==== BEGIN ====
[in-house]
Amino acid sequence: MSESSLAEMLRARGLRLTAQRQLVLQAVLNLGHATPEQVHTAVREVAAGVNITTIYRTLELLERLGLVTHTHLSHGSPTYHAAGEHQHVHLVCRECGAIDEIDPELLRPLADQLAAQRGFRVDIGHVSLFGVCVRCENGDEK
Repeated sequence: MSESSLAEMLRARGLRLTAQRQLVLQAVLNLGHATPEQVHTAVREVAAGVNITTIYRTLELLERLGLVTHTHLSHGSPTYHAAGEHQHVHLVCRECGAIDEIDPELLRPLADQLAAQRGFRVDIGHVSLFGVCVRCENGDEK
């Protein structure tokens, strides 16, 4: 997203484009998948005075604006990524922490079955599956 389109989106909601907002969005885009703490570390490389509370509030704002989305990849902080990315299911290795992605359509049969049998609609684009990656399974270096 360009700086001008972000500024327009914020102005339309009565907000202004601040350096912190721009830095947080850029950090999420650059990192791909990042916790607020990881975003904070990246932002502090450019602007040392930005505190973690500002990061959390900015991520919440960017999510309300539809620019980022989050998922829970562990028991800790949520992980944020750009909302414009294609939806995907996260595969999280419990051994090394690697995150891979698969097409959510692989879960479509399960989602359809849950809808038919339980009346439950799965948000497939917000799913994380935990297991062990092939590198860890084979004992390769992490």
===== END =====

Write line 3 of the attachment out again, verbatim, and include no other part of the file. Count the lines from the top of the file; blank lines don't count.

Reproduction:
Repeated sequence: MSESSLAEMLRARGLRLTAQRQLVLQAVLNLGHATPEQVHTAVREVAAGVNITTIYRTLELLERLGLVTHTHLSHGSPTYHAAGEHQHVHLVCRECGAIDEIDPELLRPLADQLAAQRGFRVDIGHVSLFGVCVRCENGDEK